Unpredictable risk management stems from skim milk pricing changes
Dairy farmers say risk management is more complicated following Class I pricing changes and during a recent hearing told USDA a fix is needed.
Paul Cornette milks 425 cows with his brother in Wisconsin and relies on the Dairy Coverage Program and Dairy Revenue Program for up to a year of insurance coverage.
“That makes consistency in implementing and funding these programs critical to avoid costly lapses in coverage, missed buying opportunities, or simply poor purchases that end up being wasted money,” he says.
Brian Hemann operates farms in Southwestern Kansas and the Oklahoma Panhandle and says the 2018 Agriculture Improvement Act changing milk pricing formulas negatively impacted producers.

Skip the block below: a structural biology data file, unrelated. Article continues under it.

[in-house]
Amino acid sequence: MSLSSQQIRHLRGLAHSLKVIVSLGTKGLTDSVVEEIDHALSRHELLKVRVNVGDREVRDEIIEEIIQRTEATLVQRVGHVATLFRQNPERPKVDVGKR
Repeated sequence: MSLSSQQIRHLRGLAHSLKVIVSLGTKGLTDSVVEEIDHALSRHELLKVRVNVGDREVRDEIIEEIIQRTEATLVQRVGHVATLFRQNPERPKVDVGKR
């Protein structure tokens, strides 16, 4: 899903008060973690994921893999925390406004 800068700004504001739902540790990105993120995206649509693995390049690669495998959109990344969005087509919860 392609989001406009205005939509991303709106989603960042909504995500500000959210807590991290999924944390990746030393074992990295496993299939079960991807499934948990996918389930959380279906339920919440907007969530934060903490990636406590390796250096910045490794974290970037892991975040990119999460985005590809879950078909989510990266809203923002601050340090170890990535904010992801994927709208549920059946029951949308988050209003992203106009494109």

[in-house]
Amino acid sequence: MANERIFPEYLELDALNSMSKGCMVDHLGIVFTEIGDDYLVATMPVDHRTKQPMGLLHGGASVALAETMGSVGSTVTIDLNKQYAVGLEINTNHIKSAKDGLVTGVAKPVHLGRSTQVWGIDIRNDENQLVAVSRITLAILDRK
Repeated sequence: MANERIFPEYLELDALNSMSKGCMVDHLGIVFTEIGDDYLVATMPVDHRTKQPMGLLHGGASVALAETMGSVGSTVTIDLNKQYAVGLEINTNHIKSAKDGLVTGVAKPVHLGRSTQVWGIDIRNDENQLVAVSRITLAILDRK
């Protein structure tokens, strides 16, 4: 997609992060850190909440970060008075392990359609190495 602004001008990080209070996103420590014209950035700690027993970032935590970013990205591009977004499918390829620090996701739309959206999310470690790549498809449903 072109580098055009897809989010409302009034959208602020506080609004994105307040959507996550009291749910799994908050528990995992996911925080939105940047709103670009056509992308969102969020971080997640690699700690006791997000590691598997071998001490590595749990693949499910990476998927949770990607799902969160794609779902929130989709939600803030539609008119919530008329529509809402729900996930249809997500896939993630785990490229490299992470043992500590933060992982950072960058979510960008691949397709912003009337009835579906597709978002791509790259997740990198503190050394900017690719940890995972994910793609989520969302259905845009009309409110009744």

“The current formula disrupts blend prices forecasting due to the significant increase in the incidence of de-pooling and hinders my effective hedging against the blend price, causing instability and financial vulnerability,” he says.
Christina Zuiderveen operates dairy farms in Iowa and South Dakota with her family who milk 15,000 cows. She and Cornette agree updating milk price formulas, as proposed by Edge Dairy Cooperative, would better reflect the current product mix and create more risk predictability.
“Having the ability to estimate our longer-term income helps us make better decisions on our farm today so that we can reach our growth goals in the future,” she shares. “Any lapse in the coverage through this program can negatively affect us and many other farms.”
The National Milk Producers Federation, International Dairy Foods Association, Milk Innovation Group, Edge Dairy Farmer Cooperative, and American Farm Bureau Federation have summited amendments seeking changes to Class I skim milk pricing formulas.